Wednesday, April 18, 2007

Voi Että!

Maybe it’s always been like this and it’s only in very recent times that I’ve gotten around to noticing. But it seems like the world is starting to spiral out of control around us and we’re about to be left somewhere in outer space between Pluto (whether it’s a planet or not!) and Neptune. I’m not talking about astronomy. I’m not even talking about science.

I was talking to Sarah and Kevin about this and they kept saying words like profit margin, worker productivity, and cost effectiveness. I’m not an economist, but I think we agreed with one another.

While the EU is a super nice place and has always had its beauty, life has not always been as easy as it currently is (at least in some parts). Many countries have free or very cheap (by American standards) university tuition. Many Finnish students even get paid to attend college. The medical and social security systems are typically quite a bit more available than those in the States. There’s very little homelessness. Old people who didn’t start saving when they were 20 years old don’t have to end their lives in poverty. At least four weeks of paid annual vacation is common. Mothers typically get nine months of paid maternity leave. It’s nice.

I think Finland completely deserves this high quality of life because of its weather and its darkness. They earn it and we should all pay them because they survive their winters (at least most of them do). They also earn it because they learn to speak Finnish fluently, which I’m finding impossible. My friend Sannamari has a four year old son, and even he can speak fluent Finnish in the present, past, and future tenses. He can use the prepositions and postpositions flawlessly. He deserves a free university education. And the rest of Europe deserves it as well. Shoot, we all do.

BUT, some very familiar problems are poking their way through the berry bushes in Finland. Finland’s traffic congestion is on the rise. Europe is starting to rival the States’ consumerism. To complicate things, the birth/immigration rate is lower than the death rate in some EU countries, such as Germany and Finland. The young people are going to have to start working really hard to support the older folks who used to have more children. Will the quality of life get tangled up in the economy? Is the European Union as stable and we think it is? The EU is only 15 years old. The Euro is only eight years old (in terms of physical circulation of actual paper money).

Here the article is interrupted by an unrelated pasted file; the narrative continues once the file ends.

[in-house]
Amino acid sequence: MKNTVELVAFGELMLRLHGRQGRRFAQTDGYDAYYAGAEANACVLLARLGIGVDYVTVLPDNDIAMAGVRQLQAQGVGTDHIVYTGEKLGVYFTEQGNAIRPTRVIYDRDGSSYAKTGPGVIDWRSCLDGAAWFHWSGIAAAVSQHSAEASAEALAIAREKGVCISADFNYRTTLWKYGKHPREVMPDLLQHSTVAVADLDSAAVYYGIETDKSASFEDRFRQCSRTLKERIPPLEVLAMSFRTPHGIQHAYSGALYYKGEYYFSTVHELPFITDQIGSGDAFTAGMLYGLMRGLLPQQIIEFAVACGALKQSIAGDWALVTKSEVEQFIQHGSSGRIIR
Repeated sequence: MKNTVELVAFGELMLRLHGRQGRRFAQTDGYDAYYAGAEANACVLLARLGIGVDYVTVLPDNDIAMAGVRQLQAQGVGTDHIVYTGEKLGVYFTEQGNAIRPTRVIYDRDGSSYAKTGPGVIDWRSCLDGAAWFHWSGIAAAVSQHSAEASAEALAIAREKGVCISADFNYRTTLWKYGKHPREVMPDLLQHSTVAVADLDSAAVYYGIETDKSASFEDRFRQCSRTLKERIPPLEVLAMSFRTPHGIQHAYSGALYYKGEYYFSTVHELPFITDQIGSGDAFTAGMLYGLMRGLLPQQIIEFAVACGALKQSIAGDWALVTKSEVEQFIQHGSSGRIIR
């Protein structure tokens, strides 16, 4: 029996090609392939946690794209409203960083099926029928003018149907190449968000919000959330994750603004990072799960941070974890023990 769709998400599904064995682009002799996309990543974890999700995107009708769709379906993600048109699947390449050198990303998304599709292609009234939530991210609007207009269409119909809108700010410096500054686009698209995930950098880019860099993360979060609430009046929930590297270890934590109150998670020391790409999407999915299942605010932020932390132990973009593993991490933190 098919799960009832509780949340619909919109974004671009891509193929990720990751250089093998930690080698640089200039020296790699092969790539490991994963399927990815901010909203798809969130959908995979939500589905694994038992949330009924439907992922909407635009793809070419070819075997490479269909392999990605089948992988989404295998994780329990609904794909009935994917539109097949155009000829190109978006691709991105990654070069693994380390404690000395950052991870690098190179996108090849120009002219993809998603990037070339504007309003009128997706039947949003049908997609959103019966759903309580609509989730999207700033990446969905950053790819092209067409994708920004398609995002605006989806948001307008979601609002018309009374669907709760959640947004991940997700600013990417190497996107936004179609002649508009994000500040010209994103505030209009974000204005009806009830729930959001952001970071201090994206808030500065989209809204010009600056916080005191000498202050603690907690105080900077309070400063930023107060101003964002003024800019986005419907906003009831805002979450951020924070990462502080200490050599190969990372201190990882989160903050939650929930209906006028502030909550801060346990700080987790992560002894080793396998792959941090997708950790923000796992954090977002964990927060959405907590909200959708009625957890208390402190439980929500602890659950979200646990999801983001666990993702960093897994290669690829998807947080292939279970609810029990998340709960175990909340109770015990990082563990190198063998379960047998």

While we’re talking about stability, is the US as stable as we think it is? The National Debt is at 4.9 trillion dollars. If we didn’t have the military, why would anybody want to accept the US dollar as anything other than a little rectangular piece of paper that can survive the laundry?

Basically, this is what I’m thinking about: the developing world is about to take us over. It’ll take about 50 years. First we have to forget how to do manual labor and take care of our basic needs with our own hands. Eventually India and China will realize that not only are they producing valuable goods that everyone is buying all over the world, but no one else is capable of producing those goods because we’re all too busy analyzing our profit margins and worker productivity with our mathematical models (on computers that they mass produced in a matter of minutes, of course). Then, India will say “hey China, Mexico, and all of you guys making cheap, yet valuable, goods, I think there’s a high demand for this crap. We should really charge more for it.” And then they’ll all realize that, in fact, they’re special and have the infrastructure and technical knowledge to control the cost of the world’s valuable goods. The price of shoes will skyrocket. Then my jeans will cost a month’s salary, like they currently do in Bolivia. One thing will lead to another and someone besides newly poverty stricken Europe or the destitute States will take over the world military responsibilities to keep us all safe. They’ll probably do a much better job at it too.

Nicaragua or Bolivia will start offering red-cross health workshops for all of the carpal-tunnel-syndromed, heart-attacked Americans that are now also poor. All of the current American and European-owned companies will quickly be bought out by the rapidly developing- developing countries. In our cities that are considered stable, such as Westwood and Manhattan, they’ll answer our desperate pleas to construct sweatshops so we can have some form of income to feed our starving children. We’ll all try to sneak across the border to work in factories in Mexico. They’ll pay us extra low wages and then they’ll construct a wall to control the illegal immigration.

Just a thought. Anyway, gotta get back to my DNA replication and the statistical analysis of my data.


Anonymous said...

Read "The World Is Flat" By Thomas Friedman...he strengthens your point.

Greg said...

Great post Laura! I agree that we often take these things for granted. It really is easy to see how Europe is changing around us right now and will be forced to change even further. Interestng times await...